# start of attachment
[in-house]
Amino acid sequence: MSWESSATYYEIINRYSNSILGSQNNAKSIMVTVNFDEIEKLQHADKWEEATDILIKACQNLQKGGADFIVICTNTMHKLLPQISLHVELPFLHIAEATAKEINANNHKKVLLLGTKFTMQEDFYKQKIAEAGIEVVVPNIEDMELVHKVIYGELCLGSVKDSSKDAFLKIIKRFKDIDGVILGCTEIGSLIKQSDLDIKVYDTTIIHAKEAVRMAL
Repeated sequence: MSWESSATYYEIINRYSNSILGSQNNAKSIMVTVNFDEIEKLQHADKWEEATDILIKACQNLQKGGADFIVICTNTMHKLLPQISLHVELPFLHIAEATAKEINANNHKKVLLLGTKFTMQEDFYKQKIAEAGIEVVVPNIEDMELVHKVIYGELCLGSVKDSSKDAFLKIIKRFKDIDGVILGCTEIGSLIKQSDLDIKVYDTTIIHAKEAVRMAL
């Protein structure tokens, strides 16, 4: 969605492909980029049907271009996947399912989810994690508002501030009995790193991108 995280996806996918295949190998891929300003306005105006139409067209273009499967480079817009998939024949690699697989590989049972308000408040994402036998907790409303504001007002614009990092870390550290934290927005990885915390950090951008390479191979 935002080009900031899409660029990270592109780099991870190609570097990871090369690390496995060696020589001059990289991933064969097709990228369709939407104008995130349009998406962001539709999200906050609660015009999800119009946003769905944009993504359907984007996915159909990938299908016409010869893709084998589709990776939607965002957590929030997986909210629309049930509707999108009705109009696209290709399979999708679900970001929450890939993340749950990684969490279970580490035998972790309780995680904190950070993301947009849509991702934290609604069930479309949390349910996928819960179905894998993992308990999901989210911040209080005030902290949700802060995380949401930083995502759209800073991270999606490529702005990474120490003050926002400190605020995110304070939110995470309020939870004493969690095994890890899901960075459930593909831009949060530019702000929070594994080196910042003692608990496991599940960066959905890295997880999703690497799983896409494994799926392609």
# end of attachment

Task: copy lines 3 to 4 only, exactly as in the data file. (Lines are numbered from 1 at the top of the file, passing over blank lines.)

Repeated sequence: MSWESSATYYEIINRYSNSILGSQNNAKSIMVTVNFDEIEKLQHADKWEEATDILIKACQNLQKGGADFIVICTNTMHKLLPQISLHVELPFLHIAEATAKEINANNHKKVLLLGTKFTMQEDFYKQKIAEAGIEVVVPNIEDMELVHKVIYGELCLGSVKDSSKDAFLKIIKRFKDIDGVILGCTEIGSLIKQSDLDIKVYDTTIIHAKEAVRMAL
């Protein structure tokens, strides 16, 4: 969605492909980029049907271009996947399912989810994690508002501030009995790193991108 995280996806996918295949190998891929300003306005105006139409067209273009499967480079817009998939024949690699697989590989049972308000408040994402036998907790409303504001007002614009990092870390550290934290927005990885915390950090951008390479191979 935002080009900031899409660029990270592109780099991870190609570097990871090369690390496995060696020589001059990289991933064969097709990228369709939407104008995130349009998406962001539709999200906050609660015009999800119009946003769905944009993504359907984007996915159909990938299908016409010869893709084998589709990776939607965002957590929030997986909210629309049930509707999108009705109009696209290709399979999708679900970001929450890939993340749950990684969490279970580490035998972790309780995680904190950070993301947009849509991702934290609604069930479309949390349910996928819960179905894998993992308990999901989210911040209080005030902290949700802060995380949401930083995502759209800073991270999606490529702005990474120490003050926002400190605020995110304070939110995470309020939870004493969690095994890890899901960075459930593909831009949060530019702000929070594994080196910042003692608990496991599940960066959905890295997880999703690497799983896409494994799926392609």